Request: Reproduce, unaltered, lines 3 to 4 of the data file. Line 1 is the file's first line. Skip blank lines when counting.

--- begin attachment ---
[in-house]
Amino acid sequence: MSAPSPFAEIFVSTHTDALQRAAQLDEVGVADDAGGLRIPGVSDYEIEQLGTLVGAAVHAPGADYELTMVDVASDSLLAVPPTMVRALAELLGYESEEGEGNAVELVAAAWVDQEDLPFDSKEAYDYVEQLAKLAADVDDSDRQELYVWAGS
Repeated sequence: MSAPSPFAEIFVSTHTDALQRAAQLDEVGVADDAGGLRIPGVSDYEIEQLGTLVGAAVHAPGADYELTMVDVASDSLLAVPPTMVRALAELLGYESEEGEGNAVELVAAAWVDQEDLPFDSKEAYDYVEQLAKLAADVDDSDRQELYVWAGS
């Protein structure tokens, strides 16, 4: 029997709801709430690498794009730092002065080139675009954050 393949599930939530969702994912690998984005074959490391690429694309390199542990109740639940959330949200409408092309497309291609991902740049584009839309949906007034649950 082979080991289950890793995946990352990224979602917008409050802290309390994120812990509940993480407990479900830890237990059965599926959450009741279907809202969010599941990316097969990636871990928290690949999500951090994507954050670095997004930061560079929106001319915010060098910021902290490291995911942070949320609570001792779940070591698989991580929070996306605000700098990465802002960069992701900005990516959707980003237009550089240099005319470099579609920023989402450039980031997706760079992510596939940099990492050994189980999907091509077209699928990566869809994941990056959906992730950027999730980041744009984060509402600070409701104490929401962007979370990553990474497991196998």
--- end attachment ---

Repeated sequence: MSAPSPFAEIFVSTHTDALQRAAQLDEVGVADDAGGLRIPGVSDYEIEQLGTLVGAAVHAPGADYELTMVDVASDSLLAVPPTMVRALAELLGYESEEGEGNAVELVAAAWVDQEDLPFDSKEAYDYVEQLAKLAADVDDSDRQELYVWAGS
């Protein structure tokens, strides 16, 4: 029997709801709430690498794009730092002065080139675009954050 393949599930939530969702994912690998984005074959490391690429694309390199542990109740639940959330949200409408092309497309291609991902740049584009839309949906007034649950 082979080991289950890793995946990352990224979602917008409050802290309390994120812990509940993480407990479900830890237990059965599926959450009741279907809202969010599941990316097969990636871990928290690949999500951090994507954050670095997004930061560079929106001319915010060098910021902290490291995911942070949320609570001792779940070591698989991580929070996306605000700098990465802002960069992701900005990516959707980003237009550089240099005319470099579609920023989402450039980031997706760079992510596939940099990492050994189980999907091509077209699928990566869809994941990056959906992730950027999730980041744009984060509402600070409701104490929401962007979370990553990474497991196998």